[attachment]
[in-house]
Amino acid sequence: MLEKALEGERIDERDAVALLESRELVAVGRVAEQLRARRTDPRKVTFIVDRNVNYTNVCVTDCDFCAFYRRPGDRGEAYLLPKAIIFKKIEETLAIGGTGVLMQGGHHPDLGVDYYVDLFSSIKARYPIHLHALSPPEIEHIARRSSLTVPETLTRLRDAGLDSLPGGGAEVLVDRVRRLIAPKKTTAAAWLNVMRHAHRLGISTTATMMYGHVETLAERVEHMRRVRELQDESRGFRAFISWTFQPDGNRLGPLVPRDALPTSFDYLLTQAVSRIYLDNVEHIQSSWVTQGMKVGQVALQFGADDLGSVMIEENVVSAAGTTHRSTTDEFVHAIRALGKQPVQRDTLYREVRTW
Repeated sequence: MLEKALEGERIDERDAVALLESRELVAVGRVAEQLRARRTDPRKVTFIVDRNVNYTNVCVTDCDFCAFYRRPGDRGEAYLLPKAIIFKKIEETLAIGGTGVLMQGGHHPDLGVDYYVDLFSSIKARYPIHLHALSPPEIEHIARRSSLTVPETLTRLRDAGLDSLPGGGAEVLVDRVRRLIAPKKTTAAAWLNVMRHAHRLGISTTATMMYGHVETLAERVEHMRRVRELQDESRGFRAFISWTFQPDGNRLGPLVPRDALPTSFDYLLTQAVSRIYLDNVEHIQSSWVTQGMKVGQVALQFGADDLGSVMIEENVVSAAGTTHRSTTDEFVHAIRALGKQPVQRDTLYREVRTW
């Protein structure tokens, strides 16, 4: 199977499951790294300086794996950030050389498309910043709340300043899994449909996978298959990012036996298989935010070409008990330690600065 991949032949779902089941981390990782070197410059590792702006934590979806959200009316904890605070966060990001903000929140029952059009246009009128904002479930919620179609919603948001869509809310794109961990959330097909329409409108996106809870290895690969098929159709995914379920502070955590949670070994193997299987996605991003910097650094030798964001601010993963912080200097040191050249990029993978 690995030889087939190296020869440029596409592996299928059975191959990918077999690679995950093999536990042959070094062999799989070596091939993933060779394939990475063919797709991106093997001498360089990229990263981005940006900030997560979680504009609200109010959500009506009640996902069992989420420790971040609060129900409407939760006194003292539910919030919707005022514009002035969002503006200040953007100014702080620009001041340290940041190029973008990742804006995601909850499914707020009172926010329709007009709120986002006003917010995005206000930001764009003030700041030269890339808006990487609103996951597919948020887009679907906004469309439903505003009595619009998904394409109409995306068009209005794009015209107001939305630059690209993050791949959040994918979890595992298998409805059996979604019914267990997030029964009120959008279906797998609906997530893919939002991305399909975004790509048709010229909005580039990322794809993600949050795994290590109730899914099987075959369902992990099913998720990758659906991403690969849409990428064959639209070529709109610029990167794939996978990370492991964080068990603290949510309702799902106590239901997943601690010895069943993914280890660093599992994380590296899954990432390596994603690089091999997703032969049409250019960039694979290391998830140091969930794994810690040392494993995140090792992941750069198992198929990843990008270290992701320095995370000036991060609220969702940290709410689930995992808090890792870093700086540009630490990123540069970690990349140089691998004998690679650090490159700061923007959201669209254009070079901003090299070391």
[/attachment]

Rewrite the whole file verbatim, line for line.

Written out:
[in-house]
Amino acid sequence: MLEKALEGERIDERDAVALLESRELVAVGRVAEQLRARRTDPRKVTFIVDRNVNYTNVCVTDCDFCAFYRRPGDRGEAYLLPKAIIFKKIEETLAIGGTGVLMQGGHHPDLGVDYYVDLFSSIKARYPIHLHALSPPEIEHIARRSSLTVPETLTRLRDAGLDSLPGGGAEVLVDRVRRLIAPKKTTAAAWLNVMRHAHRLGISTTATMMYGHVETLAERVEHMRRVRELQDESRGFRAFISWTFQPDGNRLGPLVPRDALPTSFDYLLTQAVSRIYLDNVEHIQSSWVTQGMKVGQVALQFGADDLGSVMIEENVVSAAGTTHRSTTDEFVHAIRALGKQPVQRDTLYREVRTW
Repeated sequence: MLEKALEGERIDERDAVALLESRELVAVGRVAEQLRARRTDPRKVTFIVDRNVNYTNVCVTDCDFCAFYRRPGDRGEAYLLPKAIIFKKIEETLAIGGTGVLMQGGHHPDLGVDYYVDLFSSIKARYPIHLHALSPPEIEHIARRSSLTVPETLTRLRDAGLDSLPGGGAEVLVDRVRRLIAPKKTTAAAWLNVMRHAHRLGISTTATMMYGHVETLAERVEHMRRVRELQDESRGFRAFISWTFQPDGNRLGPLVPRDALPTSFDYLLTQAVSRIYLDNVEHIQSSWVTQGMKVGQVALQFGADDLGSVMIEENVVSAAGTTHRSTTDEFVHAIRALGKQPVQRDTLYREVRTW
């Protein structure tokens, strides 16, 4: 199977499951790294300086794996950030050389498309910043709340300043899994449909996978298959990012036996298989935010070409008990330690600065 991949032949779902089941981390990782070197410059590792702006934590979806959200009316904890605070966060990001903000929140029952059009246009009128904002479930919620179609919603948001869509809310794109961990959330097909329409409108996106809870290895690969098929159709995914379920502070955590949670070994193997299987996605991003910097650094030798964001601010993963912080200097040191050249990029993978 690995030889087939190296020869440029596409592996299928059975191959990918077999690679995950093999536990042959070094062999799989070596091939993933060779394939990475063919797709991106093997001498360089990229990263981005940006900030997560979680504009609200109010959500009506009640996902069992989420420790971040609060129900409407939760006194003292539910919030919707005022514009002035969002503006200040953007100014702080620009001041340290940041190029973008990742804006995601909850499914707020009172926010329709007009709120986002006003917010995005206000930001764009003030700041030269890339808006990487609103996951597919948020887009679907906004469309439903505003009595619009998904394409109409995306068009209005794009015209107001939305630059690209993050791949959040994918979890595992298998409805059996979604019914267990997030029964009120959008279906797998609906997530893919939002991305399909975004790509048709010229909005580039990322794809993600949050795994290590109730899914099987075959369902992990099913998720990758659906991403690969849409990428064959639209070529709109610029990167794939996978990370492991964080068990603290949510309702799902106590239901997943601690010895069943993914280890660093599992994380590296899954990432390596994603690089091999997703032969049409250019960039694979290391998830140091969930794994810690040392494993995140090792992941750069198992198929990843990008270290992701320095995370000036991060609220969702940290709410689930995992808090890792870093700086540009630490990123540069970690990349140089691998004998690679650090490159700061923007959201669209254009070079901003090299070391």